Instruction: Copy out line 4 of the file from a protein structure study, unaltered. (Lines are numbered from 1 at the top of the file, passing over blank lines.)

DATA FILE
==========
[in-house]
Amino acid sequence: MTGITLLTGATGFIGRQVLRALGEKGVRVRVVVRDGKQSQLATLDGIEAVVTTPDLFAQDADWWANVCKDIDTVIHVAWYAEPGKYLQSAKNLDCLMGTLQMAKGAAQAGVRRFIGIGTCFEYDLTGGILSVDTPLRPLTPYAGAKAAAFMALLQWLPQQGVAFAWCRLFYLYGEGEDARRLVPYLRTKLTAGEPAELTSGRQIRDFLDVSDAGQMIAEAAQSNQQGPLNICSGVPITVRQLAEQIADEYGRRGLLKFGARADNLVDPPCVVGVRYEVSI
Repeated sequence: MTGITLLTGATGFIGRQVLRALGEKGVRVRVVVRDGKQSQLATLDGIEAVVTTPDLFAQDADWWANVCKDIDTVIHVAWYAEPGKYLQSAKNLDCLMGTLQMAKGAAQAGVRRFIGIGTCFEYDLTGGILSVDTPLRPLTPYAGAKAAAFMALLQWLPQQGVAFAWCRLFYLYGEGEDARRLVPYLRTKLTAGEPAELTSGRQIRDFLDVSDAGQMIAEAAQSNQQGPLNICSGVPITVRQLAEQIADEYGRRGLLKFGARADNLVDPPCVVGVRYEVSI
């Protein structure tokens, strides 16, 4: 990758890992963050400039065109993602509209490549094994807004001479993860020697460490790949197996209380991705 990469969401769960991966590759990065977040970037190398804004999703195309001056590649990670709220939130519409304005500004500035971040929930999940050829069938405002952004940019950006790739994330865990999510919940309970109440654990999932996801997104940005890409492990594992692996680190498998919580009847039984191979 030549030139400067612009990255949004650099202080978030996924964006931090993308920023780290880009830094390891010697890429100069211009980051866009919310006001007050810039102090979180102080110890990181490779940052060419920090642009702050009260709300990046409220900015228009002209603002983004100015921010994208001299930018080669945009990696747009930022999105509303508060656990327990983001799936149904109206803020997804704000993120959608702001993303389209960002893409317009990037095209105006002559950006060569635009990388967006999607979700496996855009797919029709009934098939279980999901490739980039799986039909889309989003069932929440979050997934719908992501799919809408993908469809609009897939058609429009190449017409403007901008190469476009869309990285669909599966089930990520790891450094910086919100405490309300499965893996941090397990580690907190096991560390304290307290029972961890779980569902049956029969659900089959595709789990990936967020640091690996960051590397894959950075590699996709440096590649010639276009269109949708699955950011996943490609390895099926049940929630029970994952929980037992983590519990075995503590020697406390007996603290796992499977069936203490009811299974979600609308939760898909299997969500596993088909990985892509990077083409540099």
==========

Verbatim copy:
């Protein structure tokens, strides 16, 4: 990758890992963050400039065109993602509209490549094994807004001479993860020697460490790949197996209380991705 990469969401769960991966590759990065977040970037190398804004999703195309001056590649990670709220939130519409304005500004500035971040929930999940050829069938405002952004940019950006790739994330865990999510919940309970109440654990999932996801997104940005890409492990594992692996680190498998919580009847039984191979 030549030139400067612009990255949004650099202080978030996924964006931090993308920023780290880009830094390891010697890429100069211009980051866009919310006001007050810039102090979180102080110890990181490779940052060419920090642009702050009260709300990046409220900015228009002209603002983004100015921010994208001299930018080669945009990696747009930022999105509303508060656990327990983001799936149904109206803020997804704000993120959608702001993303389209960002893409317009990037095209105006002559950006060569635009990388967006999607979700496996855009797919029709009934098939279980999901490739980039799986039909889309989003069932929440979050997934719908992501799919809408993908469809609009897939058609429009190449017409403007901008190469476009869309990285669909599966089930990520790891450094910086919100405490309300499965893996941090397990580690907190096991560390304290307290029972961890779980569902049956029969659900089959595709789990990936967020640091690996960051590397894959950075590699996709440096590649010639276009269109949708699955950011996943490609390895099926049940929630029970994952929980037992983590519990075995503590020697406390007996603290796992499977069936203490009811299974979600609308939760898909299997969500596993088909990985892509990077083409540099």